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Labrador Ventures puts fund-raising on hold

LPs won’t be receiving any calls from Labrador Ventures any time soon.

Like a number of venture capital firms facing a shuttered IPO market, a sluggish M&A market and cash-strapped institutional investors, the Palo Alto, Calif.-based seed stage fund is suspending any efforts to raise a new fund.

“Labrador is not currently raising a fund while working for exits from fund V, our 2004 vintage fund,” Partner Larry Kubal said via email. “The exit market, or lack thereof, has lengthened the road from early stage investment to exit. The prospects look great for LV V and we want realized winners before we raise for LV VI, particularly given the current economic environment.”

Labrador began raising its fifth fund in 2002, with an initial target of $150 million. It closed the fund two years later with $90 million, much of which has already been committed across 33 companies, including music discovery site Pandora, Shot Spotter, which makes gunshot positioning systems, and M15, which makes anti-spyware security appliances.

It’s a portfolio that Kubal calls “spectacular, likely [one that will result] in our best fund to date.”

Labrador needs the hits. Though the firm never entered formal “fund-raising mode,” Kubal says that the firm spoke with a number of friendly current and interested LPs to test the waters, and concluded afterward that now was not the time to raise a new fund.

“The internal consensus was to not get distracted in a tough fund-raising environment when we did not have major exits from the current fund,” he says.

No doubt Labrador’s decision will resonate with its peers, many of whom are also finding it hard to raise money right now.

Venture funds raised $3.4 billion in the fourth quarter of last year, down from 8.4 billion in the third quarter, and way down from the $11.7 billion that they raised in the fourth quarter of 2007, according to the National Venture Capital Association, based on data from Thomson Reuters (publisher of PE Week).

Even the firms that have managed to close funds are collecting far fewer capital commitments than hoped for. Boston-based Atlas Venture, for example, disclosed last week that it closed its eighth fund at $283 million, well below its $500 million target and the $385 million it raised for its seventh fund in 2006.

Not only is the global economy in a tailspin, but the last decade is notable less for the huge successes VCs have enjoyed, but more for less impressive exits that have followed in the wake of the dot-com fall out.

For example, between Labrador’s fifth fund and its fourth, which closed with $90 million in 1999, not one of its portfolio companies has gone public. Of the six companies in its current portfolio that have been acquired or merged, most of the payoffs have been nominal. Chat startup Proficient Systems raised $21.8 million in total funding from Labrador, Kinetic Ventures and other investors. It then sold in 2006 to another chat technology company, LivePerson, for $17 million in common stock.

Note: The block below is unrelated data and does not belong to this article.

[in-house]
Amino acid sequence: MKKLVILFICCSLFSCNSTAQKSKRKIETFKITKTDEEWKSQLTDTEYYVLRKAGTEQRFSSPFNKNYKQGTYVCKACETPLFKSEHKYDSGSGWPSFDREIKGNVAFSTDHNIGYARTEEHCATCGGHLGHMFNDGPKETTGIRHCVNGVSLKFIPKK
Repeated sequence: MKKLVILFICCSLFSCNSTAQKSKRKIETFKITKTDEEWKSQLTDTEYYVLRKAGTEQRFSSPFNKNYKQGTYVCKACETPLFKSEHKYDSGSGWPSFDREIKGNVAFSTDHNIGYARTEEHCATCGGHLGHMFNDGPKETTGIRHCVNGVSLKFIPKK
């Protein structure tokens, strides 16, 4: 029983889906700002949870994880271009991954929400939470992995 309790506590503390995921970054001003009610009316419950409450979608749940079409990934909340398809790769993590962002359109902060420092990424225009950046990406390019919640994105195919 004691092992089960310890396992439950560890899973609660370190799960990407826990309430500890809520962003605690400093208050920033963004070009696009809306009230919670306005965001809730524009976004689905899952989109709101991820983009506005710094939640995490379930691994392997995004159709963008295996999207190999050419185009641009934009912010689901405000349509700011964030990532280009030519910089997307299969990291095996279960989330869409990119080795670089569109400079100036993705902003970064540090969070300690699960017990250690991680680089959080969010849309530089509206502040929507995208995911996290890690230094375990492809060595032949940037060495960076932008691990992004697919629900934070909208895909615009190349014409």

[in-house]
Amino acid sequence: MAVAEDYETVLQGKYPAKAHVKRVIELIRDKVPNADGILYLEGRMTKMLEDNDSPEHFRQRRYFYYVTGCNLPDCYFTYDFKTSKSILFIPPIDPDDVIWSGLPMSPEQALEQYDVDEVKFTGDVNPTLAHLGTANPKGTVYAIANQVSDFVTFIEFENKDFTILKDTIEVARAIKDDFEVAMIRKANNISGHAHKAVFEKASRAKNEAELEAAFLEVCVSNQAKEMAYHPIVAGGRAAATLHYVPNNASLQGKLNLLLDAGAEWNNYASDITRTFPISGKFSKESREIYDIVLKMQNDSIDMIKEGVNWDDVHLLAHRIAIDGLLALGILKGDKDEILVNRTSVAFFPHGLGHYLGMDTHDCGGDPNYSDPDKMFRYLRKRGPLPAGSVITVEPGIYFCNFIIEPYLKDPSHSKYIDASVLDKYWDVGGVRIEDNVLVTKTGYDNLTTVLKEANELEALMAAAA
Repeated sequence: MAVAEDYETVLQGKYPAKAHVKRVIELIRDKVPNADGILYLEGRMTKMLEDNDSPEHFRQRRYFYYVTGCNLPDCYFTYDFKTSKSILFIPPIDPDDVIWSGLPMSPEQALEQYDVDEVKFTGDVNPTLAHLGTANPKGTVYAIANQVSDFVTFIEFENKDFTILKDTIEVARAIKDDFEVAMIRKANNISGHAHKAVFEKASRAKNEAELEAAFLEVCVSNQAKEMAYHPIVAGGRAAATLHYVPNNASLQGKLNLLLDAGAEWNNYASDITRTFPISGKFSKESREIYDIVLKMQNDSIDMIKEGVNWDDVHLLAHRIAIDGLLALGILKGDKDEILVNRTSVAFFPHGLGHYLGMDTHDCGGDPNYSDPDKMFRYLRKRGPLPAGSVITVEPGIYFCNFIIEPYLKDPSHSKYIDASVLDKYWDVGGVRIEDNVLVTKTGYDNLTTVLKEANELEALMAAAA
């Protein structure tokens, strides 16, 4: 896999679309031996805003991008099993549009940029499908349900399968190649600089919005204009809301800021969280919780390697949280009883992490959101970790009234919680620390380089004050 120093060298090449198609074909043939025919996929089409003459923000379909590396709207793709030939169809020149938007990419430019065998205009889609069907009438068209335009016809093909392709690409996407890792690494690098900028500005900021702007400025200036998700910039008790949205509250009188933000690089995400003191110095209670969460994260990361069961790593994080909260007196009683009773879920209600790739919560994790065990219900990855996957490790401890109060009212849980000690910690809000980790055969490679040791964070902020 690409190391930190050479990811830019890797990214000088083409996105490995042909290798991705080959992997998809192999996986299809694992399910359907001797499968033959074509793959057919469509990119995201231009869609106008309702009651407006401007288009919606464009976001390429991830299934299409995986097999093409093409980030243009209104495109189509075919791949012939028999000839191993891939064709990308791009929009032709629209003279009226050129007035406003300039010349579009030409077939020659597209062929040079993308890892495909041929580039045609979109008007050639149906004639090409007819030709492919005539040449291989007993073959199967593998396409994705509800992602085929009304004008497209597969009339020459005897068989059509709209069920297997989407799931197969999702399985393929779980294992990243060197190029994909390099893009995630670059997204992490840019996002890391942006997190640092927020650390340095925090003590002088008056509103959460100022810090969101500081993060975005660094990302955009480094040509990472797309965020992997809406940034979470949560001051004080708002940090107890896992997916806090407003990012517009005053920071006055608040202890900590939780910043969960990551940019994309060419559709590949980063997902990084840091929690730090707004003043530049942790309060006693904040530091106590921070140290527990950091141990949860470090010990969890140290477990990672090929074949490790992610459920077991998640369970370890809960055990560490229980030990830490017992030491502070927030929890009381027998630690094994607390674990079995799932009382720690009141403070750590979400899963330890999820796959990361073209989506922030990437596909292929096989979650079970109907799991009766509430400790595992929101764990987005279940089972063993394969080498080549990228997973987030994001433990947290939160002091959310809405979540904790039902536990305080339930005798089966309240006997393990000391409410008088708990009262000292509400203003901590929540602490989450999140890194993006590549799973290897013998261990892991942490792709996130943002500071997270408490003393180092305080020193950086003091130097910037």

In 2003, infrastructure software startup Atesto Technologies, which raised $18 million from Labrador, Draper Richards and others, sold its intellectual property for an undisclosed amount to a French company, then closed its doors.

Other exits include Wi-Fi networking software company NextHop Technologies, which raised $40 million from Labrador, New Enterprise Associates and numerous others, then sold to U4EA Technologies in Bristol, England, for an undisclosed amount last year; security software developer Greenborder Technologies, which raised $24.6 million from investors, which also included Sevin Rosen Funds, then sold to Google in 2007 for an undisclosed amount; and MeeVee, a video search service that raised $27 million from investors, including Defta Partners and WaldenVC, then sold in 2007 to the entertainment company Live Universe for an undisclosed amount after failing to gain traction.

Recent performance notwithstanding, 20-year-old Labrador has enjoyed some home runs. The firm was an investor in the application monitoring company Jareva, which raised $23 million from seven venture firms before being acquired by Veritas Software Corp. in 2002 for $537 million.

Labrador also backed hardware and software startup InfoGear, acquired by Cisco Systems in 2000 for $300 million in stock after raising $26.8 million from 13 firms. And Labrador, along with three other firms, invested alongside Draper Fisher Jurvetson in the Web-based email startup Hotmail. The company raised just $9 million before Microsoft acquired it for about $400 million in 1998.

Labrador Ventures is managed by three partners: Kubal, once a management consultant at Booz Allen & Hamilton, Stuart Davidson, who worked in the past for MCI Communications and Warner Communications, and Sean Foote, previously a management consultant at Boston Consulting Group.